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Suspension Ruling Hailed By Local School Officials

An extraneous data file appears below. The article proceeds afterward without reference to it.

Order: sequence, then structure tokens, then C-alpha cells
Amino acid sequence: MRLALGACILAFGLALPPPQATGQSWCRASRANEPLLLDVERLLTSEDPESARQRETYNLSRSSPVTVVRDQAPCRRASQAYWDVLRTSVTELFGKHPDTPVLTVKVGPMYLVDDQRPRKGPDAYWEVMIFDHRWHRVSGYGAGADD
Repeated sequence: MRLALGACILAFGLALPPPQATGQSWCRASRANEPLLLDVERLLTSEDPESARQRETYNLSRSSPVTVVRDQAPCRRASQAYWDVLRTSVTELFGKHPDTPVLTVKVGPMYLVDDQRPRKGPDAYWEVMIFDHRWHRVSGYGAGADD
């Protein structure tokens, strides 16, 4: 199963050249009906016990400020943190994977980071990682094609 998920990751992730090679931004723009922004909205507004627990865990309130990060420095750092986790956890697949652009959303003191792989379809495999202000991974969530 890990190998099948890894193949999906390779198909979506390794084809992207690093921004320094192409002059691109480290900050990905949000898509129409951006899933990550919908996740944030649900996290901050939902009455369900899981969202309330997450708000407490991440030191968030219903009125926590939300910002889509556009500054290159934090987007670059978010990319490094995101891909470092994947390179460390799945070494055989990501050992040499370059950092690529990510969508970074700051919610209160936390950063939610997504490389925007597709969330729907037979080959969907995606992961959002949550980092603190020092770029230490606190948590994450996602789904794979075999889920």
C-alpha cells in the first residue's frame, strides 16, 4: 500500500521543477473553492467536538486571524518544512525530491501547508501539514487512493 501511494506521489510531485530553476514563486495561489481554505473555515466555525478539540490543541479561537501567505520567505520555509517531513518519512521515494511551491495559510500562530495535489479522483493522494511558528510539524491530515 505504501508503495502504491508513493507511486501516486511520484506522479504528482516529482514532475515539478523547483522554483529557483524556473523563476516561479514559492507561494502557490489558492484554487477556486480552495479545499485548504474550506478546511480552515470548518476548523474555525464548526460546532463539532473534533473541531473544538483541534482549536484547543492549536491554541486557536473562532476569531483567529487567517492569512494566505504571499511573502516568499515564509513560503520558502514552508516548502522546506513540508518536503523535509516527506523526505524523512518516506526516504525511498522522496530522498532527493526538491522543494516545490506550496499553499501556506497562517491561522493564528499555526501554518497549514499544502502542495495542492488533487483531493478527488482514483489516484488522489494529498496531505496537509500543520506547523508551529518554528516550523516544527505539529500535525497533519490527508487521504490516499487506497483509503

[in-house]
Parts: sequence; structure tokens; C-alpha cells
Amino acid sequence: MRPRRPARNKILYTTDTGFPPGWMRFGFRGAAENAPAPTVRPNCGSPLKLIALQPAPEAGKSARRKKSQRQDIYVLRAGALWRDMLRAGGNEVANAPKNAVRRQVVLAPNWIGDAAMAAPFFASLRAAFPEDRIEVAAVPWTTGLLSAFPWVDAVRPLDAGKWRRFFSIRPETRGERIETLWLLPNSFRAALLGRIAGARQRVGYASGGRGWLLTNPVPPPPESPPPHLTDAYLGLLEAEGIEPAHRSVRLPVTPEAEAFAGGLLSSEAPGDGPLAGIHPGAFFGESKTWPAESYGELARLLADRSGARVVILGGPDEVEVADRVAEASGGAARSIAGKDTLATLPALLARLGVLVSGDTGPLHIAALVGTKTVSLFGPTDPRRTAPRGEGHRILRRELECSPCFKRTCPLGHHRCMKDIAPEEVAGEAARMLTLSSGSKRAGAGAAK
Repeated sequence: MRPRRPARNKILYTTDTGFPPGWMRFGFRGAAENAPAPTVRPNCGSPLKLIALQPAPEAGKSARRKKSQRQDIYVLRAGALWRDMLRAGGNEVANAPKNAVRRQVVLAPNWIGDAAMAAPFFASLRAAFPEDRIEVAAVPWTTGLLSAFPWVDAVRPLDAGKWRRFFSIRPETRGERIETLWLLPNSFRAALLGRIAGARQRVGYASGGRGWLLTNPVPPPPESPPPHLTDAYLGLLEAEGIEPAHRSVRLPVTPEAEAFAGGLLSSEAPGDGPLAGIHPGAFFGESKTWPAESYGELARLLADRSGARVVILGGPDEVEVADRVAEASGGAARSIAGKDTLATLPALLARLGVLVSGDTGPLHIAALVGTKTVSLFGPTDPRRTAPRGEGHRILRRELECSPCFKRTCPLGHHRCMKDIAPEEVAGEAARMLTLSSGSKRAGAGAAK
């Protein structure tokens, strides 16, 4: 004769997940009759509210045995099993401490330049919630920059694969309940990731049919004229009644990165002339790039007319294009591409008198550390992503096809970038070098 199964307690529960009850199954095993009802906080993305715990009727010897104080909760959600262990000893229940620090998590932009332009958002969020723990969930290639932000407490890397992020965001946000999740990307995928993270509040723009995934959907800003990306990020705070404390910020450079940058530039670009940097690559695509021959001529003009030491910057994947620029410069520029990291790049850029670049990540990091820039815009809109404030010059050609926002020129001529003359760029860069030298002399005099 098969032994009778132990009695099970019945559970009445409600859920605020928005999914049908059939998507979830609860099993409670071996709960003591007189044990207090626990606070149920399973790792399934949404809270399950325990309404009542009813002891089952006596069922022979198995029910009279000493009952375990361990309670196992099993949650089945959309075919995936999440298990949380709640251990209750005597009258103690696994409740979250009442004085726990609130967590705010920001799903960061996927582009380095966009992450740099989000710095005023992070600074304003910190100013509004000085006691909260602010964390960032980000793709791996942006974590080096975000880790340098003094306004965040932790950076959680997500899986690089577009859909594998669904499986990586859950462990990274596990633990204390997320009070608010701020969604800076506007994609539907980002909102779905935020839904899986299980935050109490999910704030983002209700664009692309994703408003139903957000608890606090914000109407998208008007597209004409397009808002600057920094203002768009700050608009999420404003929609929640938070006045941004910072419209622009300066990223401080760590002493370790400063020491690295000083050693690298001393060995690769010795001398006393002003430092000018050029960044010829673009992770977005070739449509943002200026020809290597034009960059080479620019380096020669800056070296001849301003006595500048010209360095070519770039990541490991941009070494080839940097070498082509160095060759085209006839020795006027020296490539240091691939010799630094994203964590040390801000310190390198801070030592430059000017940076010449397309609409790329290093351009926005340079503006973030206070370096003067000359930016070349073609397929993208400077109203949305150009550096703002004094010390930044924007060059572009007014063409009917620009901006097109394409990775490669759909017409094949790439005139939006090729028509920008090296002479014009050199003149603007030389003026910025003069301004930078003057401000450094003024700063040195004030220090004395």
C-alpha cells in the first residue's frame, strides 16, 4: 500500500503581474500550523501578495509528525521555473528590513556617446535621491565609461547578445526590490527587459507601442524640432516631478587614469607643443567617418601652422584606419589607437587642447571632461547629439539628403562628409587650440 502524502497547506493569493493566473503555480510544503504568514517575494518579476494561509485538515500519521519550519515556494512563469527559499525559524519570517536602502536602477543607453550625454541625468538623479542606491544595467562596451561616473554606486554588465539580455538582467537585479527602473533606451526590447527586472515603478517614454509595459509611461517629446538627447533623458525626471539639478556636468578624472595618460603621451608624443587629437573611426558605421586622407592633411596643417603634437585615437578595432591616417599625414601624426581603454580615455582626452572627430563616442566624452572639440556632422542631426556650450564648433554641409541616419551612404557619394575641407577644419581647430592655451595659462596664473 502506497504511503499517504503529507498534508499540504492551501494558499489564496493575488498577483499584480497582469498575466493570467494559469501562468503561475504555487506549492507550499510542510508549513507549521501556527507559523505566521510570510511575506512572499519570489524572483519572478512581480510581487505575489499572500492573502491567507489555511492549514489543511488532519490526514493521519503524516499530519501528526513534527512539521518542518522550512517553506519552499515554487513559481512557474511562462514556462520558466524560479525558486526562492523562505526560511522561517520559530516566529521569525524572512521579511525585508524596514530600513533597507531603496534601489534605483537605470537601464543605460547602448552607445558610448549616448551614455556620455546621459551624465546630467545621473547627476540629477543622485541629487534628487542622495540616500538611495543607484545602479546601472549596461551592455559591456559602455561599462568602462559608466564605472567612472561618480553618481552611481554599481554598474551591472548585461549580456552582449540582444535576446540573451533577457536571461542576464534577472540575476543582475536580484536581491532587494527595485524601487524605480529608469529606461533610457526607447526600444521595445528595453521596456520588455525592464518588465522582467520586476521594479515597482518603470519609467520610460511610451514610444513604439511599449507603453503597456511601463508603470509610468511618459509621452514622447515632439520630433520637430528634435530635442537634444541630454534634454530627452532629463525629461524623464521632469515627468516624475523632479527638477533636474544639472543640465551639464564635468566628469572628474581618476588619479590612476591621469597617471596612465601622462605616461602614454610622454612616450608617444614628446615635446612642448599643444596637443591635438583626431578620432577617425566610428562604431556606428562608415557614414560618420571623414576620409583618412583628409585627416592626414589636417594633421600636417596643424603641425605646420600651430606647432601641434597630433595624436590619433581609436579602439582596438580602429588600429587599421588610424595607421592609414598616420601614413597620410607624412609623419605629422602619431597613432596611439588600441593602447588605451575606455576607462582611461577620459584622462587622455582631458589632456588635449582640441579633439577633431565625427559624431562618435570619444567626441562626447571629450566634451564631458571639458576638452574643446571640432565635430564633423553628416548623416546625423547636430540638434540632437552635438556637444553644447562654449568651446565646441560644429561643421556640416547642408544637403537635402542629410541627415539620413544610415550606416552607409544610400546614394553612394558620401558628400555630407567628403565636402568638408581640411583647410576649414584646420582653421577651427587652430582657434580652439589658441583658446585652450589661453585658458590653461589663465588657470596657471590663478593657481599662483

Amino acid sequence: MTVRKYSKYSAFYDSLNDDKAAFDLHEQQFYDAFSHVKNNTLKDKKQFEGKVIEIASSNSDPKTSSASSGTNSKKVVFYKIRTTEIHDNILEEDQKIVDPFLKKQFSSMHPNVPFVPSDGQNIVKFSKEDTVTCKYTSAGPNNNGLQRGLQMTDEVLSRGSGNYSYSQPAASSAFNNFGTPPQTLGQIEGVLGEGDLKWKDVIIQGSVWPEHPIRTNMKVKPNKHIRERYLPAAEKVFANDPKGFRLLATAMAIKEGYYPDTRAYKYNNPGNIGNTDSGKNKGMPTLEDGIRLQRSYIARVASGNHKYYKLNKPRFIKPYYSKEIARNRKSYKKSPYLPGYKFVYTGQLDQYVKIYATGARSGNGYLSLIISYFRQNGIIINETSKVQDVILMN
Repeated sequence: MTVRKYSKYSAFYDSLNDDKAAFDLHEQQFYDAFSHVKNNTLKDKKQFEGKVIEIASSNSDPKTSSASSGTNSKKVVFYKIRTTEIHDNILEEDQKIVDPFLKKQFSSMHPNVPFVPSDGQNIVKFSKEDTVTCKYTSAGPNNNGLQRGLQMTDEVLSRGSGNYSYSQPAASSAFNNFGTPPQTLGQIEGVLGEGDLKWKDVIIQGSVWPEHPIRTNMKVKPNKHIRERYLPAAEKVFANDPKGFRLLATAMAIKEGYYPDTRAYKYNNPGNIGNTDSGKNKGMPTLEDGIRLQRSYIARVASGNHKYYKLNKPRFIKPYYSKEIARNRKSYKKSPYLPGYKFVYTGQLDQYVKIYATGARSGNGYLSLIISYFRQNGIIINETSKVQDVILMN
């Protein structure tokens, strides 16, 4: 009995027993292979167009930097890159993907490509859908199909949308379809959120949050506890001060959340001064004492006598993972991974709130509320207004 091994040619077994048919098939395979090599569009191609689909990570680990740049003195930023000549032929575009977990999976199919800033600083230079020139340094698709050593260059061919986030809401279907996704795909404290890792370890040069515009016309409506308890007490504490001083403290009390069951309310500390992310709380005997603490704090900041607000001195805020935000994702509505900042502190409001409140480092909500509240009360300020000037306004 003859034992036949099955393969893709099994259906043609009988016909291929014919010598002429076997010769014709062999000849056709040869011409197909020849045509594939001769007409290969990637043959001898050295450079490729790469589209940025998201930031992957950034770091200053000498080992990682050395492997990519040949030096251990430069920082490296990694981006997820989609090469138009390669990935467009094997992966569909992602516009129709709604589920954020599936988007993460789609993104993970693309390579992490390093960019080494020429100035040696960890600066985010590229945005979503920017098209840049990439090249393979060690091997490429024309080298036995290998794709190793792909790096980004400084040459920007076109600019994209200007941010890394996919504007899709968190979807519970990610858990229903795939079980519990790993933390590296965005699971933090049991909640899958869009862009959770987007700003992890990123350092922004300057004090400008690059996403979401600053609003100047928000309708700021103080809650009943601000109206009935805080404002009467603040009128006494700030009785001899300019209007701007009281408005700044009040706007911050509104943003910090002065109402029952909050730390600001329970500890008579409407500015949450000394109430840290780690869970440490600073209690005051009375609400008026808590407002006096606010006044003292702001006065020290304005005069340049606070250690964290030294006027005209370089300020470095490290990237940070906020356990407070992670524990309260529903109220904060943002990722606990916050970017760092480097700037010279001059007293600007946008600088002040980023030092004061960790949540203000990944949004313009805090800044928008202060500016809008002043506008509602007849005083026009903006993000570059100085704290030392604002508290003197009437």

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A United States District Court ruling is being hailed by Ann Arbor school officials as a landmark decisión that restores the right of public schools to regúlate the behavior of students. Judge Talbot Smith handed down a decisión in Detroit this week that rejects a suit filed by Mrs. Willie Mae Davis on behalf of Michael Davis, a sophomore at Pioneer High School. Davis, who was indefinitely suspended for incorrigible conduct on Feb. 19, charged in a suit filed on llarch 17, that his indefinite suspension "was without any semblance of a fair hearing of the type required by due process of law," and that he had been "deprived of his liberty and property without due process of law." In denying the Davis motion for a prelimiirry and permanent injunction against the Ann Arbor public schools, Judge Smith ruled that "the suspended student was fully informed of the charges against him, and that he was afforded a hearing reasonable under all stances . . . Tnere was no lack of procedural due process." The court's opinión further stated that "to f asten upon school disciplinary hearings the rigid procedures of the adversary system of the criminal courts would be totally disruptive of their proper function, and detrimental to the interests of all students ..." Claiming that students have very definite obligations and duties, Judge Smith explained that "the student cannot arrógate to himself a course of conduct that will be detrimental to the equal opportunity of others to learn. Nor may he (the student) set himself up in defiance of the reasonable rules and regulations of the school, nor fail to accord his teachers the respect and deference due their position, their years, and their learning." He continued, "The school authorities have both the inherent and the statutory power to maintain order and discipline in the schools, and to ex elude from the student body those who are detrimental . . . and whose conduct is inimical to the exercise of the institution's scholastic function." School attorney Roscoe 6. Bonisteel, Jr. said, "This decisión gives back to the schools the right to regúlate the behavior of students, and the power to enforce reasonable rules and regula tions, including suspension and expulsión." i


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